Hoping to provide St. Francis’ wisdom in daily living, we share a Franciscan Gospel reflection and questions written by Fr. Paul Gallagher, OFM. They are edited by Franciscan Sister of Christian Charity Sister Anne Marie Lom and Joe Thiel. The excerpts from the Sunday readings are prepared by Joe Thiel. To read or download the complete pdf with excerpts for your prayer, please click here: Franciscan Gospel Reflection September 9 2018. Excerpts from the Lectionary for Mass for Use in the Dioceses of the United States of America, second typical edition © 2001, 1998, 1997, 1986, 1970 Confraternity of Christian Doctrine, Inc., Washington, DC. Used with permission. All rights reserved. No portion of this text may be reproduced by any means without permission in writing from the copyright owner. Please include this information when printing.
Photo: Discalced Carmelite Nuns, Monastery of the Holy Cross, Iron Mountain, Michigan, Window donated by our Sister Estelle Vanden Heuvel’s parents
Again he left the district of Tyre and went by way of Sidon to the Sea of Galilee, into the district of the Decapolis. And people brought to him a deaf man who had a speech impediment and begged him to lay his hand on him. He took him off by himself away from the crowd. He put his finger into the man’s ears and, spitting, touched his tongue; then he looked up to heaven and groaned, and said to him, “Ephphatha!” (that is, “Be opened!”) And (immediately) the man’s ears were opened, his speech impediment was removed, and he spoke plainly. He ordered them not to tell anyone. But the more he ordered them not to, the more they proclaimed it. They were exceedingly astonished and they said, “He has done all things well. He makes the deaf hear and (the) mute speak.”
Last week the gospel text began with the Pharisees from Jerusalem questioning Jesus about why his disciples disregarded the ritual washing of hands before eating. At the end of that text, Jesus tells his disciples that impurity comes from within a person, not from the outside. Mark’s gospel then continues by describing Jesus’ interaction with a Greek woman who begged him to free her daughter from an unclean spirit. Jesus resists the woman’s request because of her ancestry, but her faith and persistence persuade Jesus to respond, and ultimately he heals her daughter. (Mark 8: 24-30) Jesus’ interaction with the Syrophoenican woman and the cure of her daughter precede Jesus’ interaction with the deaf man in the gospel text for this week.
In the first verse of this week’s text, Mark describes Jesus’ travel route from Tyre to the Decapolis. The route is unusual. It indicates that Jesus traveled out of his way north to Sidon, then turned back south and ended up even further south than when he had begun. This route places Jesus clearly in the midst of Gentile communities. By taking the time to describe Jesus’ travel route, Mark wants his readers to be aware that Jesus went out of his way to take this route. Jesus is not letting the ritual impurity associated with contact with Gentiles deter him from traveling where he feels he needs to go.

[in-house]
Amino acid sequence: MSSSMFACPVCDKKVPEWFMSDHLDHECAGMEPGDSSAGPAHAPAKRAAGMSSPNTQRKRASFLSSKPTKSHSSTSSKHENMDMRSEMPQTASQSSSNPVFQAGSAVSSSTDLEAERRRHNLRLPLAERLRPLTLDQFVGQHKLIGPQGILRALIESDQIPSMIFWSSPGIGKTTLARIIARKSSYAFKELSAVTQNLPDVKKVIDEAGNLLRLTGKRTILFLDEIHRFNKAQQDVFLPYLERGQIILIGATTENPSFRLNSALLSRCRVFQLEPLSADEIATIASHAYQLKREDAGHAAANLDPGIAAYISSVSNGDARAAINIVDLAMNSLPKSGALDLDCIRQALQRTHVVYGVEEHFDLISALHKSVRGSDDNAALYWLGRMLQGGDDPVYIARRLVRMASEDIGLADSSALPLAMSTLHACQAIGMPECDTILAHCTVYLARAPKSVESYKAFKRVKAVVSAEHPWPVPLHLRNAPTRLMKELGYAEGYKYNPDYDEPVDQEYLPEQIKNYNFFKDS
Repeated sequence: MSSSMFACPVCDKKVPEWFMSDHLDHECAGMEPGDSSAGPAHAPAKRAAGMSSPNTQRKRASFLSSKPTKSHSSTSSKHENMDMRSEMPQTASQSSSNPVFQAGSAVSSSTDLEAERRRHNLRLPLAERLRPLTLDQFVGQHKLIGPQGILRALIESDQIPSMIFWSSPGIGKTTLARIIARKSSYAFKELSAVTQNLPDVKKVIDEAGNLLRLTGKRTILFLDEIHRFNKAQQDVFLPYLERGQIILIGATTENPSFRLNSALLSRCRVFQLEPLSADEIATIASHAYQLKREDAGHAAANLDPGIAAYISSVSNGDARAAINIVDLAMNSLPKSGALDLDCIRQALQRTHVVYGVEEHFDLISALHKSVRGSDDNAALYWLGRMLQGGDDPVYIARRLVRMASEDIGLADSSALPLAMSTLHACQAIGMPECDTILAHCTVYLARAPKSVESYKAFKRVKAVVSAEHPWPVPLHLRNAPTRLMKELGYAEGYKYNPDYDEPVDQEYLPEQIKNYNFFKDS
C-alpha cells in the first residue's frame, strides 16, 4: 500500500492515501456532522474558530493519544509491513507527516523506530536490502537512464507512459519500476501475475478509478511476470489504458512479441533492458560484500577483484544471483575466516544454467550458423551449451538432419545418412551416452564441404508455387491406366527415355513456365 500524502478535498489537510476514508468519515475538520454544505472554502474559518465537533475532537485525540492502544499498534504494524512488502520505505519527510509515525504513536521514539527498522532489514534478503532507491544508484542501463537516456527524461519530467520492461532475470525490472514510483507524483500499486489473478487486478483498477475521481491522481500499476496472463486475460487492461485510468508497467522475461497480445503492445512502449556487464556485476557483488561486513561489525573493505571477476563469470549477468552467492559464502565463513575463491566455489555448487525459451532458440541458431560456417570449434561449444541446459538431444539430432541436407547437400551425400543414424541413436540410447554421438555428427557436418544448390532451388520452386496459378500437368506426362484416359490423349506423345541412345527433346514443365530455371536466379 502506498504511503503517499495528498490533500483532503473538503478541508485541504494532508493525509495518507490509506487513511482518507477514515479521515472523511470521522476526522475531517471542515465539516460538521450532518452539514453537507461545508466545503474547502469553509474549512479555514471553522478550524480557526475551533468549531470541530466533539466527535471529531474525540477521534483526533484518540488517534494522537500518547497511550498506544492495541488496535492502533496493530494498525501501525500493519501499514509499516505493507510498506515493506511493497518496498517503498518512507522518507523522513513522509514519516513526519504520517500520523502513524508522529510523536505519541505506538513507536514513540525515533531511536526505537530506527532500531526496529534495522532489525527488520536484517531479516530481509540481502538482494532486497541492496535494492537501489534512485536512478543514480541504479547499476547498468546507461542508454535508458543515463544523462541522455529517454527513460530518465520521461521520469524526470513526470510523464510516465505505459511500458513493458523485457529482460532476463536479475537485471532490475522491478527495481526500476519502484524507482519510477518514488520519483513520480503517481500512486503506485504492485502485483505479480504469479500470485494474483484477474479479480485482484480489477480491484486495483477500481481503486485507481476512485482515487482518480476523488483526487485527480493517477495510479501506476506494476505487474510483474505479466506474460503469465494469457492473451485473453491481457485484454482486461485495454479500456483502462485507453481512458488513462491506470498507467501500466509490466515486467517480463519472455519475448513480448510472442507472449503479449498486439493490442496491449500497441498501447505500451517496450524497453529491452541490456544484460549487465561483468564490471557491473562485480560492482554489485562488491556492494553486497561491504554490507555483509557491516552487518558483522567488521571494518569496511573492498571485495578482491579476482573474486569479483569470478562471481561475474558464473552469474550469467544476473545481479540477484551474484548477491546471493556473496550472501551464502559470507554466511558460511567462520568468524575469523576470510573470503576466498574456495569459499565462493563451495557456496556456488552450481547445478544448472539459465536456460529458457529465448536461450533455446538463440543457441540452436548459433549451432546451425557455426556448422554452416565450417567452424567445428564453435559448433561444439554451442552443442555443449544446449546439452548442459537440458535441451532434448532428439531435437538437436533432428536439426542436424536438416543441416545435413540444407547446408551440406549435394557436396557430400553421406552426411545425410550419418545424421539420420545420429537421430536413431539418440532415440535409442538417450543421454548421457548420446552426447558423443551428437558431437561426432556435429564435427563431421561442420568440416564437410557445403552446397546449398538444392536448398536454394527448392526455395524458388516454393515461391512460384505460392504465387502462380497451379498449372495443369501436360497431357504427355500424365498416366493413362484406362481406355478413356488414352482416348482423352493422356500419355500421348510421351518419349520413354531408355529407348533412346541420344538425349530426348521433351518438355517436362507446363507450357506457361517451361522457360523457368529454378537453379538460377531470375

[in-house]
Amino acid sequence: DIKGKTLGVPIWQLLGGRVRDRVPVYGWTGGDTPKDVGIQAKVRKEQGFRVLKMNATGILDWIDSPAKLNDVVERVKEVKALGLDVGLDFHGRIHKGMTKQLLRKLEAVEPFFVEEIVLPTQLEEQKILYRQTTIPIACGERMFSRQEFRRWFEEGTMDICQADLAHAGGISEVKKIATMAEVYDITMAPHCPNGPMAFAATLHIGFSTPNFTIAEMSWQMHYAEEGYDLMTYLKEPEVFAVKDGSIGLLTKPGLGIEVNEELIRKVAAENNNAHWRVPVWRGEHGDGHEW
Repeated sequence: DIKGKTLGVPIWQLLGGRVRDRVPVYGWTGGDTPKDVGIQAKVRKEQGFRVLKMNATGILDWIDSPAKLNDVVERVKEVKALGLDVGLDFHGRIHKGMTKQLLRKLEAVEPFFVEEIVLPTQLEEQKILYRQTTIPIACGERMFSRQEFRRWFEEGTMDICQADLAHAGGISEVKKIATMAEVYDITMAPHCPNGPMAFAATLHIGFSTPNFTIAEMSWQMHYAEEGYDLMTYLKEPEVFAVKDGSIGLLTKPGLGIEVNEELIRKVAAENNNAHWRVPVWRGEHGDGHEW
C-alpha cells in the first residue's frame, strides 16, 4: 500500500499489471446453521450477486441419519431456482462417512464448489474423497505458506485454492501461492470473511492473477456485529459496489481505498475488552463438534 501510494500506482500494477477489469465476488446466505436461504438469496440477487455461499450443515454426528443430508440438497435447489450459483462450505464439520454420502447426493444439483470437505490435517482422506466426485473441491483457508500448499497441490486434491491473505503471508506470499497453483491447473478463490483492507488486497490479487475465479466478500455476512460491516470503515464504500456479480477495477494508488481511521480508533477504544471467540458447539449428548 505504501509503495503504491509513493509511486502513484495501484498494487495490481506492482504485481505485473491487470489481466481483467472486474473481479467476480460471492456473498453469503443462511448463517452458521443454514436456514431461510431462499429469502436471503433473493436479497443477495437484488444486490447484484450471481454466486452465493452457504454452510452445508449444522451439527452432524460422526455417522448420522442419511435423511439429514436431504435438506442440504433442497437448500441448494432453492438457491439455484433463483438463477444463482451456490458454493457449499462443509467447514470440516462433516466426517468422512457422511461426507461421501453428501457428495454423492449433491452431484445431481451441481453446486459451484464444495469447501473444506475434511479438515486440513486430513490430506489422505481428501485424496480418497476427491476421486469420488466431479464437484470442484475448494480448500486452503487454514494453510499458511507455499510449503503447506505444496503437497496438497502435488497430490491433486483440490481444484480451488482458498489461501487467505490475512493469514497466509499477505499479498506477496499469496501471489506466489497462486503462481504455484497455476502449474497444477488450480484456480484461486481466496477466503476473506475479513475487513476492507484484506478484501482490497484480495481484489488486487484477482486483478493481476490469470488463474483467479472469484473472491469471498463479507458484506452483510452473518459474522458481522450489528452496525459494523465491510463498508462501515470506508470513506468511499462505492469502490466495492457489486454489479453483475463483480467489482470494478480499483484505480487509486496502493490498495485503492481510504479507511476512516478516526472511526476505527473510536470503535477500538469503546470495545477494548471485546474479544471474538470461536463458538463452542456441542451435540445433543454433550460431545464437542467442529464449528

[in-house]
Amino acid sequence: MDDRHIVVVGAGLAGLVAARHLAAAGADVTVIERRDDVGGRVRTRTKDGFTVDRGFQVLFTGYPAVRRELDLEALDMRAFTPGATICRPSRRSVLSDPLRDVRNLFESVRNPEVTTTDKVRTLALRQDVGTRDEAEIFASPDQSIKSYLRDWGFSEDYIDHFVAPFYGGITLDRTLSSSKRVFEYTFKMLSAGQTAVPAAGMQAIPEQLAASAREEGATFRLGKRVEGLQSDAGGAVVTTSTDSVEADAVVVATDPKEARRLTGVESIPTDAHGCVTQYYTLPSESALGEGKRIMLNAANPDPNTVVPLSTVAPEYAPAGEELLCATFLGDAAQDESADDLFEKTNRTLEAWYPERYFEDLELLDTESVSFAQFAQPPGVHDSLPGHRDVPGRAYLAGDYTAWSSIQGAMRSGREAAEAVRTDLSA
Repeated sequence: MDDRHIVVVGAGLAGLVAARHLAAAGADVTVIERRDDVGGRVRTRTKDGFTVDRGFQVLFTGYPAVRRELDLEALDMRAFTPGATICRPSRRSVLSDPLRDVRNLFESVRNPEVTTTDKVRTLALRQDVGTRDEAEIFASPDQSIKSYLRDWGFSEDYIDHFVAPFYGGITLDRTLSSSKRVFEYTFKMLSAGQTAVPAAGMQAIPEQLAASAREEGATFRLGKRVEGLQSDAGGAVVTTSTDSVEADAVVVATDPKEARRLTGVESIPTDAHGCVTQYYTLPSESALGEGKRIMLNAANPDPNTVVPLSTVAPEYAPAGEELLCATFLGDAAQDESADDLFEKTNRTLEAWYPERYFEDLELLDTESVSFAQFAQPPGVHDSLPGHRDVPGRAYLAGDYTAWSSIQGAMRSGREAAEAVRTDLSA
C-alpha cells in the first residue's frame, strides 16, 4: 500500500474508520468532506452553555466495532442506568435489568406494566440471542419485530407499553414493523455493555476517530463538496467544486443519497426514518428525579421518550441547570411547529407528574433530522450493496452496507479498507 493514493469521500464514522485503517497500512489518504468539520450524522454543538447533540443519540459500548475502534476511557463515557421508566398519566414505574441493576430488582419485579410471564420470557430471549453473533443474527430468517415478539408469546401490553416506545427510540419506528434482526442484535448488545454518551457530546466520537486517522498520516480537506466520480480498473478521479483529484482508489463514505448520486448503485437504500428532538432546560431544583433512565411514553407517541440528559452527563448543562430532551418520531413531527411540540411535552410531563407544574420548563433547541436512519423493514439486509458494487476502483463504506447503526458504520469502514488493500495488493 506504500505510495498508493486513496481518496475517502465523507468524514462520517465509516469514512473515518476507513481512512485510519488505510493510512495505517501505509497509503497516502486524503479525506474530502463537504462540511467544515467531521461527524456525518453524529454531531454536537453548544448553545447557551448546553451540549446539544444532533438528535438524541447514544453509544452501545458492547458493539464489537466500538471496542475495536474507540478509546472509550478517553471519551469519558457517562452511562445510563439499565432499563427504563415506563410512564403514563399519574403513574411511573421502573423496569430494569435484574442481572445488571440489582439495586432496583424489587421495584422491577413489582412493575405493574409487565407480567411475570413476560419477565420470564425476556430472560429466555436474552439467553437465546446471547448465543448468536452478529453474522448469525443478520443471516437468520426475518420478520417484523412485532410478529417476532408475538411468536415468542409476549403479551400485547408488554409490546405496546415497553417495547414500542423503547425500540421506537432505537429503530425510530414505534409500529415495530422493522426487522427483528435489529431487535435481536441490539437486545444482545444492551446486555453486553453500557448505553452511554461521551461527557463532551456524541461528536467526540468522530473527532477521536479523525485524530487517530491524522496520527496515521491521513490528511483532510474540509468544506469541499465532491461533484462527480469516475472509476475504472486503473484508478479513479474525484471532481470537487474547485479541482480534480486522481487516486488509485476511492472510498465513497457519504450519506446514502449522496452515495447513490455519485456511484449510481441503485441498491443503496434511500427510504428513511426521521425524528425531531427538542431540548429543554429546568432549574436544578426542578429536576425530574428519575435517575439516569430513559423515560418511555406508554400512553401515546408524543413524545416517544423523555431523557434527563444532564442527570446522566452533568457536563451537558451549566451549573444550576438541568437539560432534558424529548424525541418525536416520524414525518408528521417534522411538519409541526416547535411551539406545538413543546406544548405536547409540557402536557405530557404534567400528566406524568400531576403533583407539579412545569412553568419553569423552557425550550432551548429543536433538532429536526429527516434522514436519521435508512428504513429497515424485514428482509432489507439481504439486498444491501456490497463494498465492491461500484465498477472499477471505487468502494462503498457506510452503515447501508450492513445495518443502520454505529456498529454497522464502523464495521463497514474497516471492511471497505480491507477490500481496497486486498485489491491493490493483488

Mark’s description of the healing is distinct in that it is a typical story of healers of the day. The other gospel writers prefer to portray Jesus as healing by word alone, representing a more direct connection to the power of God. The miracle workers of the day would touch the sick person, sometimes using a potion or saliva in the healing, and they would use some sort of sounds or incantations in foreign tongues. The use of saliva was understood in Jesus’ culture to contain some of the personal power of the healer. Spitting was associated with confronting evil. His “looking up to heaven and groaning” could easily be understood as a prayer. Here Mark is portraying Jesus in a way that the Gentile community would be familiar with.
This account is also unique in that Jesus is healing someone who is deaf. Hearing, in a primarily oral culture, is extremely important. Those who cannot hear are at great disadvantage and are often ostracized. Being open to God was expressed as “listening to God.” Jesus’ own ministry was largely one of teaching about the Reign of God. When Jesus encounters this man, he takes him away from the crowd so they are by themselves. He does not lay his hands on him but rather puts his fingers into his ears and, with his own saliva, touches his tongue. He commands the ears to “be open” and immediately they are. Mark’s description includes more intimate details that are missing in other descriptions.
It is also worth noting that next week the gospel text will be Mark 8:27-35. In this familiar text Jesus will ask the disciples who the people are saying he is. Then he asks them who they say he is. Peter will declare “You are the Messiah.” (Mark 8:29) In some way, what Jesus is doing for the deaf man, opening his ears so that he can speak, he is also doing for his disciples, opening their minds. In next week’s gospel, Peter will speak for the first time the truth that Jesus is the Messiah.
1. When you think of taking the “scenic route” in order to encounter unfamiliar people…
2. Consider how different your life would be without ever being able to hear…
3. Have you ever been deaf to the voice of God?
4. When you think of Jesus going out of his way to be among the gentiles and to encounter this deaf man…
5. What part of this story holds the most fascination for you? What is that suggesting to you?
6. Can you take some time now to talk to God about your desire to hear the voice of God in your own life, your desire to have God speak to someone who seems to be deaf to God’s presence, or your desire to be a sign of God presence to others?